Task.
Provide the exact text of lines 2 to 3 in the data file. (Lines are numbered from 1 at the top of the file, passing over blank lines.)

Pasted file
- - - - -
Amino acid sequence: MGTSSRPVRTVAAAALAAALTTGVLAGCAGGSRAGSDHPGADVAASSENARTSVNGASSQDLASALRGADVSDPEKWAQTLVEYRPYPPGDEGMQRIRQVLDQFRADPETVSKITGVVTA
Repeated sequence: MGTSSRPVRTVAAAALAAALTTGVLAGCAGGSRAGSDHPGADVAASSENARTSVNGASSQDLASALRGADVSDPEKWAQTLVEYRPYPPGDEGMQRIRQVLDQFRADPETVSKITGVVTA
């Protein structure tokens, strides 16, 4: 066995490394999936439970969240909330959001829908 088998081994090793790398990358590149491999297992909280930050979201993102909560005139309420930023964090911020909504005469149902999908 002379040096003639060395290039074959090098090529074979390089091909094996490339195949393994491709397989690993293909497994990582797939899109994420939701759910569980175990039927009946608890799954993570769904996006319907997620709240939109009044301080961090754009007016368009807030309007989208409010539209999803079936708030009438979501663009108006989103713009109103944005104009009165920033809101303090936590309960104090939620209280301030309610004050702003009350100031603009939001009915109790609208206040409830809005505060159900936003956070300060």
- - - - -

Repeated sequence: MGTSSRPVRTVAAAALAAALTTGVLAGCAGGSRAGSDHPGADVAASSENARTSVNGASSQDLASALRGADVSDPEKWAQTLVEYRPYPPGDEGMQRIRQVLDQFRADPETVSKITGVVTA
């Protein structure tokens, strides 16, 4: 066995490394999936439970969240909330959001829908 088998081994090793790398990358590149491999297992909280930050979201993102909560005139309420930023964090911020909504005469149902999908 002379040096003639060395290039074959090098090529074979390089091909094996490339195949393994491709397989690993293909497994990582797939899109994420939701759910569980175990039927009946608890799954993570769904996006319907997620709240939109009044301080961090754009007016368009807030309007989208409010539209999803079936708030009438979501663009108006989103713009109103944005104009009165920033809101303090936590309960104090939620209280301030309610004050702003009350100031603009939001009915109790609208206040409830809005505060159900936003956070300060």